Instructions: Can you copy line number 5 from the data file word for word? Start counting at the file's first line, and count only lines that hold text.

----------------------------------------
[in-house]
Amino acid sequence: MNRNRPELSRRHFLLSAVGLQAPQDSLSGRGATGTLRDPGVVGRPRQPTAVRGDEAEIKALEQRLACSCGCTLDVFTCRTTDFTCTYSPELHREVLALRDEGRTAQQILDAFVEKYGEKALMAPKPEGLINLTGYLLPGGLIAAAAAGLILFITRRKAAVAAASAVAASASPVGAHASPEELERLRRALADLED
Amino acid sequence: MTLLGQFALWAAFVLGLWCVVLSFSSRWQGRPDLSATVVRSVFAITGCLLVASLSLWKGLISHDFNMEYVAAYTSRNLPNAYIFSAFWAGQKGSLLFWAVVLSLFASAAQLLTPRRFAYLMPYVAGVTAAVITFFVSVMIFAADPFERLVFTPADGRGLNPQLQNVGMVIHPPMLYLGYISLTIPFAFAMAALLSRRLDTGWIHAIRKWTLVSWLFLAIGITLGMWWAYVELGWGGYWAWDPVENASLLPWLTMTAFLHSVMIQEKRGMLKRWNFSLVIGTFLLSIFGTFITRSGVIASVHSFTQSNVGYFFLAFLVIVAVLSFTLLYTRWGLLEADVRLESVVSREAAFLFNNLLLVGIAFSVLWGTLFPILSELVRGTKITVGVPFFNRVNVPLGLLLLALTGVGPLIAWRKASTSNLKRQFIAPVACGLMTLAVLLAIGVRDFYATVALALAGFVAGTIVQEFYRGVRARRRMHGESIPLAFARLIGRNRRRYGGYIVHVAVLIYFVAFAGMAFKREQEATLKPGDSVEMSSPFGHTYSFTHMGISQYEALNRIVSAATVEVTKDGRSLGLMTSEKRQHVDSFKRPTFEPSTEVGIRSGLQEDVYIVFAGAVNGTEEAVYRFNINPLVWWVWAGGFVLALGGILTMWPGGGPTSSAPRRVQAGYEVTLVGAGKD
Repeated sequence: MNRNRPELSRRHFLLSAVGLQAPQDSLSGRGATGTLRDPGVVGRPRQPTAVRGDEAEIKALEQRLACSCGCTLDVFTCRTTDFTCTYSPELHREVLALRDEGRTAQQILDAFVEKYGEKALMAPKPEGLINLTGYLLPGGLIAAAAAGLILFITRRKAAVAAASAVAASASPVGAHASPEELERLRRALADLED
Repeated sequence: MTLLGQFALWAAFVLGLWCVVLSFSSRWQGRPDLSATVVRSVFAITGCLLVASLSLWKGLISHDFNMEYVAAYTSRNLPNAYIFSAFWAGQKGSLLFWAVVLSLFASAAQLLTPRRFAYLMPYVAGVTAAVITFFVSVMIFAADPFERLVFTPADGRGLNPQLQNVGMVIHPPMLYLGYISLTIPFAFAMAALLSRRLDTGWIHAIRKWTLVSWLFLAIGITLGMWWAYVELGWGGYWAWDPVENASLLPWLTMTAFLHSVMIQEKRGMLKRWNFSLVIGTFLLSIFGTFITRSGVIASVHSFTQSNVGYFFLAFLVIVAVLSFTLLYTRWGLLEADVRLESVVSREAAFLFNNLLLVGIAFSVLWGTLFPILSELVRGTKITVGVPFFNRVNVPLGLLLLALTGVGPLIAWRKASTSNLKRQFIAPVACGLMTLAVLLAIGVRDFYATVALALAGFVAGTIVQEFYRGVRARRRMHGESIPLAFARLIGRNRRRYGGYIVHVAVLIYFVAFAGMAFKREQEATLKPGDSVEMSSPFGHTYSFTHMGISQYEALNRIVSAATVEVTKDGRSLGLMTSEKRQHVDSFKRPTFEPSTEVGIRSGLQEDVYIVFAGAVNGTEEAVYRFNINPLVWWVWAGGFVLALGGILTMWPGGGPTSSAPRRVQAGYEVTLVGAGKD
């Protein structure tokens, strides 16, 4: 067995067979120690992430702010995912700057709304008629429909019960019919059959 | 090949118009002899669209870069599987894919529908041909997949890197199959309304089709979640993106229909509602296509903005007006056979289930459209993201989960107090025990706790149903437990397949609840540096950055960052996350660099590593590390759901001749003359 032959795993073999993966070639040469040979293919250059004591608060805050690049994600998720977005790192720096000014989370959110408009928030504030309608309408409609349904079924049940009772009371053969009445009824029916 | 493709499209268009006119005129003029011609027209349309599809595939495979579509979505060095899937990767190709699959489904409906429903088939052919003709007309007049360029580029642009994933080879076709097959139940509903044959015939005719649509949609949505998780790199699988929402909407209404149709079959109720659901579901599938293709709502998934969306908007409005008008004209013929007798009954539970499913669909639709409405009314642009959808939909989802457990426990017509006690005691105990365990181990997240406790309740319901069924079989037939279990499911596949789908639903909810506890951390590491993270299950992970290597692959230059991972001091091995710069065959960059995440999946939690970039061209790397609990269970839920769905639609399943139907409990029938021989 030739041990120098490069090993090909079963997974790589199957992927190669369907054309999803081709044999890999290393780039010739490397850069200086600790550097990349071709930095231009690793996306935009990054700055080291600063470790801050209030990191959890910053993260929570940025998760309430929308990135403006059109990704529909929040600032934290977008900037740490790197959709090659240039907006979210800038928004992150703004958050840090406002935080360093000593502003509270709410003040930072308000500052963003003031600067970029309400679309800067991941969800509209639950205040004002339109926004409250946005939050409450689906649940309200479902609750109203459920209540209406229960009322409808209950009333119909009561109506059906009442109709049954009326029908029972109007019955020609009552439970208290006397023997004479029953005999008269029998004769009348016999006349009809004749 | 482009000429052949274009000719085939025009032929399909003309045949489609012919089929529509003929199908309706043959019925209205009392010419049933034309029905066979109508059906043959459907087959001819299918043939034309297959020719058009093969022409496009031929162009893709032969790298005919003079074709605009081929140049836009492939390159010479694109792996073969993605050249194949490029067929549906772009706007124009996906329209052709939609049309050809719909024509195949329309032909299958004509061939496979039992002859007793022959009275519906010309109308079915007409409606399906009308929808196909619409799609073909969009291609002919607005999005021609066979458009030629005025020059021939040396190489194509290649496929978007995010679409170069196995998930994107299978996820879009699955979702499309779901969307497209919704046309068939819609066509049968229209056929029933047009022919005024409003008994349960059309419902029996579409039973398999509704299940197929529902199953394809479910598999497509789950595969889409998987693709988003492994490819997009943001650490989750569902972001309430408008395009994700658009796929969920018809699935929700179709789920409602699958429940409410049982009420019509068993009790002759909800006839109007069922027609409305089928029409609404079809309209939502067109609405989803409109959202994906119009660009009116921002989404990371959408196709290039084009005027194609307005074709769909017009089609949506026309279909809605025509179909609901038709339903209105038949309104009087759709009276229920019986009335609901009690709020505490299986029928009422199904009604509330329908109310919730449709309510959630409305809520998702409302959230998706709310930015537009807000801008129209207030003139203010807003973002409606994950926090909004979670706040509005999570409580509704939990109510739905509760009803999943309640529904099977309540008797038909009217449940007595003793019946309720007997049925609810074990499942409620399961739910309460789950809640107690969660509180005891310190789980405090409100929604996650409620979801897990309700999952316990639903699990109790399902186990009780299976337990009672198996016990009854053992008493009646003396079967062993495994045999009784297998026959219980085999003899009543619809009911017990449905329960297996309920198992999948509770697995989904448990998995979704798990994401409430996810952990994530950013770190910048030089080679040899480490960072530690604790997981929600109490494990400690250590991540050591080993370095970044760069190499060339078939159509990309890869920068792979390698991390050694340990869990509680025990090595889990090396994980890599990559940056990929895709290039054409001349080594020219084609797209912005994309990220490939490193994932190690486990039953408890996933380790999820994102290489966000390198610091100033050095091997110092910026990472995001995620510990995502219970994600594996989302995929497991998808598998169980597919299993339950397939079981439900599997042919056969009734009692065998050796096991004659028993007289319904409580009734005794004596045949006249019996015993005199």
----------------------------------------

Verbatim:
Repeated sequence: MTLLGQFALWAAFVLGLWCVVLSFSSRWQGRPDLSATVVRSVFAITGCLLVASLSLWKGLISHDFNMEYVAAYTSRNLPNAYIFSAFWAGQKGSLLFWAVVLSLFASAAQLLTPRRFAYLMPYVAGVTAAVITFFVSVMIFAADPFERLVFTPADGRGLNPQLQNVGMVIHPPMLYLGYISLTIPFAFAMAALLSRRLDTGWIHAIRKWTLVSWLFLAIGITLGMWWAYVELGWGGYWAWDPVENASLLPWLTMTAFLHSVMIQEKRGMLKRWNFSLVIGTFLLSIFGTFITRSGVIASVHSFTQSNVGYFFLAFLVIVAVLSFTLLYTRWGLLEADVRLESVVSREAAFLFNNLLLVGIAFSVLWGTLFPILSELVRGTKITVGVPFFNRVNVPLGLLLLALTGVGPLIAWRKASTSNLKRQFIAPVACGLMTLAVLLAIGVRDFYATVALALAGFVAGTIVQEFYRGVRARRRMHGESIPLAFARLIGRNRRRYGGYIVHVAVLIYFVAFAGMAFKREQEATLKPGDSVEMSSPFGHTYSFTHMGISQYEALNRIVSAATVEVTKDGRSLGLMTSEKRQHVDSFKRPTFEPSTEVGIRSGLQEDVYIVFAGAVNGTEEAVYRFNINPLVWWVWAGGFVLALGGILTMWPGGGPTSSAPRRVQAGYEVTLVGAGKD